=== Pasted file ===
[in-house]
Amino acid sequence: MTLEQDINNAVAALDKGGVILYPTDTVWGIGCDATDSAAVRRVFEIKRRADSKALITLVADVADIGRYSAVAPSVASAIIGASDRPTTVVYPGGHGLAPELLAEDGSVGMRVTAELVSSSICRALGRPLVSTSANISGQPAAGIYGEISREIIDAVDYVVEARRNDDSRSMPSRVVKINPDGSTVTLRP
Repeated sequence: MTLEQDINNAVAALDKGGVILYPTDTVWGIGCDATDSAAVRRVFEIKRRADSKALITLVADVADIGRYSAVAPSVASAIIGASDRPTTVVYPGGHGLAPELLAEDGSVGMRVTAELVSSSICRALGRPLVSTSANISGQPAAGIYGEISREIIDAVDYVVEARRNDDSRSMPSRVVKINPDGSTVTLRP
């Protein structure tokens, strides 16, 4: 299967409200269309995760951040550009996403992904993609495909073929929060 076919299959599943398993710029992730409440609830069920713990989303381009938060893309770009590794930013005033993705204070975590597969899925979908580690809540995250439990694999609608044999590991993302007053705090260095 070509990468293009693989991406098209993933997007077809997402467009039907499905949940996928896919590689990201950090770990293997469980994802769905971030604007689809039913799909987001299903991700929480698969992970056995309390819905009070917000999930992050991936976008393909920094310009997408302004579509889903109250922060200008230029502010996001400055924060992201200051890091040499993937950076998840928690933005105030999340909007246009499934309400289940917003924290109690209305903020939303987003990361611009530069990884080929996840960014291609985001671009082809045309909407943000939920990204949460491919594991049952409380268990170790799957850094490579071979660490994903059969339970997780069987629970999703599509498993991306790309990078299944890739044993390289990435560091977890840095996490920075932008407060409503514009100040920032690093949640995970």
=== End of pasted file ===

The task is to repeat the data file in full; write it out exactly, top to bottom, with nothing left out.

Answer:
[in-house]
Amino acid sequence: MTLEQDINNAVAALDKGGVILYPTDTVWGIGCDATDSAAVRRVFEIKRRADSKALITLVADVADIGRYSAVAPSVASAIIGASDRPTTVVYPGGHGLAPELLAEDGSVGMRVTAELVSSSICRALGRPLVSTSANISGQPAAGIYGEISREIIDAVDYVVEARRNDDSRSMPSRVVKINPDGSTVTLRP
Repeated sequence: MTLEQDINNAVAALDKGGVILYPTDTVWGIGCDATDSAAVRRVFEIKRRADSKALITLVADVADIGRYSAVAPSVASAIIGASDRPTTVVYPGGHGLAPELLAEDGSVGMRVTAELVSSSICRALGRPLVSTSANISGQPAAGIYGEISREIIDAVDYVVEARRNDDSRSMPSRVVKINPDGSTVTLRP
């Protein structure tokens, strides 16, 4: 299967409200269309995760951040550009996403992904993609495909073929929060 076919299959599943398993710029992730409440609830069920713990989303381009938060893309770009590794930013005033993705204070975590597969899925979908580690809540995250439990694999609608044999590991993302007053705090260095 070509990468293009693989991406098209993933997007077809997402467009039907499905949940996928896919590689990201950090770990293997469980994802769905971030604007689809039913799909987001299903991700929480698969992970056995309390819905009070917000999930992050991936976008393909920094310009997408302004579509889903109250922060200008230029502010996001400055924060992201200051890091040499993937950076998840928690933005105030999340909007246009499934309400289940917003924290109690209305903020939303987003990361611009530069990884080929996840960014291609985001671009082809045309909407943000939920990204949460491919594991049952409380268990170790799957850094490579071979660490994903059969339970997780069987629970999703599509498993991306790309990078299944890739044993390289990435560091977890840095996490920075932008407060409503514009100040920032690093949640995970």